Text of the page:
Note that each student is expected to complete satisfactorily all three components of the assessment. This is a highly integrated unit and attempts to merely accumulate marks in a component without utilising material from the others would be destined to fail.
This unit, like the workplace you will soon be in, requires active involvement and, like the workplace, you will be being judged throughout the semester.
There will be regular feedback during the semester, so students should have an idea of how they are progressing (and if you don't have a clear idea, be sure to ask!).
But it's really important to realise that this unit, the culminating unit in software engineering linking your degree to the workplace, is not like many (probably any) of the units you have studied before. You need to attend all classes and be actively involved. You need to work between classes and prepare for the following week's classes. You need to plan and manage carefully your own individual tasks. And you need to take all this seriously and complete it in a business like and conscientious manner.
It goes without saying, but I'll say it anyway, that there are no recorded lectures or web-based Powerpoint presentations for you to use if you miss things. The unit has lectures, but the unit is about you and your participation is essential.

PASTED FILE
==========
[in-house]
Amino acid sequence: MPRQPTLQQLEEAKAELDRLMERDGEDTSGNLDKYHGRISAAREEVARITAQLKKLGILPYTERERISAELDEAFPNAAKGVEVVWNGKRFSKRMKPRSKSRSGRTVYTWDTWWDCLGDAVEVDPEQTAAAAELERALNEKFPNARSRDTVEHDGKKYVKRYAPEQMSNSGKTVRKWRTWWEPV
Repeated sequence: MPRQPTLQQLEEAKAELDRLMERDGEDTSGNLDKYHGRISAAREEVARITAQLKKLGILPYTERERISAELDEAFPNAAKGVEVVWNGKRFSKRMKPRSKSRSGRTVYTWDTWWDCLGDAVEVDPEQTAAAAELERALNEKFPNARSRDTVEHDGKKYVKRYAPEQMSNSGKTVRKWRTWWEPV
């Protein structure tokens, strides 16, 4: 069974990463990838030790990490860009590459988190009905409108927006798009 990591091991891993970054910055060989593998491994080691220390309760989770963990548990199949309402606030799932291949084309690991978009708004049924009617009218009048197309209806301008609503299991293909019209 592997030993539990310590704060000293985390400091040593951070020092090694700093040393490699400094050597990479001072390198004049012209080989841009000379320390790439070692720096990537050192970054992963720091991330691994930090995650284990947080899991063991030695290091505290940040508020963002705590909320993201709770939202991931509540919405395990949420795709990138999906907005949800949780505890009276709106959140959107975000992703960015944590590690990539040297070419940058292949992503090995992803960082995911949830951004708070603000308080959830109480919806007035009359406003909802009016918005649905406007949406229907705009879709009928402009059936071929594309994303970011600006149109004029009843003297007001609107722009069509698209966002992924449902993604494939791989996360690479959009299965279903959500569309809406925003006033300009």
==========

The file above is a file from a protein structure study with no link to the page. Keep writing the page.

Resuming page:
As with all software engineering, timely submission is essential. Late submissions will not be accepted. If you are seriously affected by unavoidable and unforeseeable circumstances, you should email the unit convenor as early as possible, and certainly before the due date of piece of work. In any case, be sure to submit by the due date whatever work you have available for submission. (If after application for for Special Consideration as a result of unavoidable disruption to studies the university deems you to be eligible to complete further work on the assessment item you may be given an opportunity to add to your submission or you may be given a substitute task.)
Software engineering frequently requires written reports, and such reports need to be, as far as possible, of professional quality. Students need to strive to present work which is written clearly, with good grammar, correct word usage, correct punctuation and correct spelling. Wherever required, all written work must be properly referenced and conform to standard stylistic conventions.